Visa and entry requirements Cuba:
Passport required
Stays of up to 30 days only possible with a tourist card

Information from the Foreign Office about your trip to Cuba:

Cuba is the largest island in the entire Caribbean and an island state in the Greater Antilles, with around 11.5 million inhabitants.

On the geographical map, Cuba is located at a distance of around 100 to 200 kilometers, south of Key West in Florida and the Bahamas, east of Yucatan in Mexico, north of Jamaica, west of Haiti and southwest of the Turks and Caicos Islands.

The country's west-east extension is around 1,250 kilometers long, while the distance from north to south is only around 30 kilometers at its narrowest point.

In the southeastern part of Cuba, there is a US naval base in Guantanamo Bay, the existence of which is still hotly debated today.

The official language of Cuba is Spanish and the Caribbean island has two official currencies, the Cuban peso and the convertible peso. While the Cuban peso is intended exclusively for Cubans, for their basic foodstuffs or wages, the convertible peso is used more for tourists and imported goods. 1 euro corresponds to approximately 1.10 CUC worth 1 US dollar.

The country's largest cities include Havana, Santiago de Cuba, Camagüey, Holguin, Guantanamo, Santa Clara, Las Tunas, Bayamo, Cienfuegos and Pinar del Rio.

The predominantly Catholic population of Cuba is divided into around 65% whites, 10% blacks and 25% mulattoes.

Cuba has a tropical climate all year round with very little temperature changes, which means the island is exposed to possible tropical cyclones, especially in the summer months.

The land area of the Caribbean island is partly flat to mountainous, with the highest point in the country, the 1,974 meter high “Pico Turquino” in the Sierra Maestra mountains.

The state of Cuba is still one of the last remaining socialist economies. Sugar is still the country's most important export product, followed by tobacco. Cuba also has abundant deposits of mineral resources, such as gold, silver, manganese, iron, copper, cobalt and chromium, as well as small amounts of crude oil and natural gas.

Tourism has now taken a leading position in Cuba's economy and is therefore the country's most important source of foreign currency. The number of annual foreign visitors is now around three million, of which almost a million came from Canada and the USA on cruise ships.

The main tourist attractions in Cuba include the Topes de Collantes National Park, Varadero Beach, Ambrosio Cave, Alexander von Humboldt National Park, Che Guevara's Mausoleum in Santa Clara, Hicacos Peninsula, the historic town square of Trinidad, the legendary fortress of San Pedro in Santiago de Cuba, the nature reserve on the island of Cayo Saetia, the beaches of Sirena, Paraiso and Esmeralda, the Turquino National Park and the Ernst Thälmann Island.

The capital of Cuba is Havana with around 2.5 million inhabitants and at the same time the economic and cultural center of the Caribbean country. Havana is the largest metropolis in the Caribbean, both in terms of area and population.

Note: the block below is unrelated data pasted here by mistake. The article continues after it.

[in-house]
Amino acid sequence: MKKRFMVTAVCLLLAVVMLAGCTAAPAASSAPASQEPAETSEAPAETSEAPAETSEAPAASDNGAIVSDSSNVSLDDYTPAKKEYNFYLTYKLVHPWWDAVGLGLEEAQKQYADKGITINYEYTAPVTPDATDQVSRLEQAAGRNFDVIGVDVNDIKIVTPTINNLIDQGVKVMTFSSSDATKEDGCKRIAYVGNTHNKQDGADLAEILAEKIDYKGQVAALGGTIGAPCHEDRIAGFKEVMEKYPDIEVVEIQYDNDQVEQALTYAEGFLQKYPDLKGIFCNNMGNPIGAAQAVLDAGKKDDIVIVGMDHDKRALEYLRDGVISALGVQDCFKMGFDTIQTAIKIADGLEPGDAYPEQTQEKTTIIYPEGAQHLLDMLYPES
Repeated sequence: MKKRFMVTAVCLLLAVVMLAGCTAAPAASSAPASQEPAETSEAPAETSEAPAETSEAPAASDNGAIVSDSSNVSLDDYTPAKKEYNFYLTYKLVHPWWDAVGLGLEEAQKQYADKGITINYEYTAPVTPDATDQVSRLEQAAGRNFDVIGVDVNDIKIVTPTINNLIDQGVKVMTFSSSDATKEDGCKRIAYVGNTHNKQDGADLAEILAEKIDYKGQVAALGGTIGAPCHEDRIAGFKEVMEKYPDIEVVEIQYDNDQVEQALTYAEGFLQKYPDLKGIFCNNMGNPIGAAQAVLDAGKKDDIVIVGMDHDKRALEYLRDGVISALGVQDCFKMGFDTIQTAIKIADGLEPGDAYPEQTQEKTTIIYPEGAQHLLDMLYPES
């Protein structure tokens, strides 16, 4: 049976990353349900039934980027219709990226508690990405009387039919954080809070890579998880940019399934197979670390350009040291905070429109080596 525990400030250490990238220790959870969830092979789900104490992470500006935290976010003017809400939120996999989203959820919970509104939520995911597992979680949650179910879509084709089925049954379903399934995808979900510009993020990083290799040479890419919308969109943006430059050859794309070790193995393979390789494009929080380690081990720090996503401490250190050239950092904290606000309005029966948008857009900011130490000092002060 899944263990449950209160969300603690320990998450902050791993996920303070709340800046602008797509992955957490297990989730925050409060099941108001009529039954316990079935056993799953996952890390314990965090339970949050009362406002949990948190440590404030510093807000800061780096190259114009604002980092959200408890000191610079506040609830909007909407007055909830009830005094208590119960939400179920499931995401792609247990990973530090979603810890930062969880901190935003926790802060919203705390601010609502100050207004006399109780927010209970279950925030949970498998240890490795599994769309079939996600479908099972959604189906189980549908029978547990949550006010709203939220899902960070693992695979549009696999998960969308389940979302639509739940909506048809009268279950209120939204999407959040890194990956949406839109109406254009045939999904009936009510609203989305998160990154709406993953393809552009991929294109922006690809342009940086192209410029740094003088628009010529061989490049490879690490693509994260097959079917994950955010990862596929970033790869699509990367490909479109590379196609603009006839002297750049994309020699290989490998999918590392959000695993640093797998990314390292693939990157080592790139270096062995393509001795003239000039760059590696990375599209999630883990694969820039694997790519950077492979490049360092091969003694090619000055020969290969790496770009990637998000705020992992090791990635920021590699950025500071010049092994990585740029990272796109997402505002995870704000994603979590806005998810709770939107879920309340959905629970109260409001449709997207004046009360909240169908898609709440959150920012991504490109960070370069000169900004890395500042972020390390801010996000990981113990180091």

The historic old town of Havana with over 900 buildings from the older colonial period is particularly worth seeing. Other important sights of the city include the Capitol - the city's landmark, the Plaza Vieja - the Old Square, the Malecon, the lighthouse, the Opera House, Ernest Hemingway's house, the fortress at the harbor entrance, the Marine -Museum. the Cathedral Square, the fortress “La Cabana”, the San Francisco Square, the Plaza de Armas, the Prado Avenue, the Revolution Square with the murals of Che Guevara and Fidel Castro, the Cathedral of Havana, the monument of Antonio Gades , the Cristobal Colon Cemetery, the Jose Marti Monument, the Revolutionary Museum, the Maximo Gomez Monument, the Havana Club Museum, the National Art Museum, the Karl Marx Theater, the National Aquarium, the Christ Statue of Havana, the Palace of the Generals and the art district “Callejon de Hamel”.

In June 2015, exactly a week before the decision to reopen to the USA, I visited Cuba for the only time so far. As part of my long nine-week Caribbean tour, I landed in Havana with “Cayman Airways” from the Cayman Islands for a four-day stay.

During this time I lived privately and cheaply, in the middle of the old town. based on a recommendation from Lisa, my lovely host on the Cayman Islands previously.

My time in Cuba's capital was packed every day with lots of visits, tours and city tours. Havana is simply unique, an absolutely impressive city and somehow comparable to nothing in the Caribbean or in the entire travel world. Particularly noteworthy are an inexpensive bus tour through the entire capital and a visit to a cigar factory, whose cigars make the country of Cuba known throughout the world.

The rest of the time I just walked through the streets of Havana and watched the exciting goings-on from one of the many cozy street restaurants. And because it was so fascinating to me, I could still do it today.

The only big problem for me in Cuba was the internet, which was really difficult to get. Unfortunately, due to subsequent flights or future hotel bookings, it was extremely necessary for my travel planning.

After a fantastic and unique stay in Cuba's capital, I then flew on to Haiti.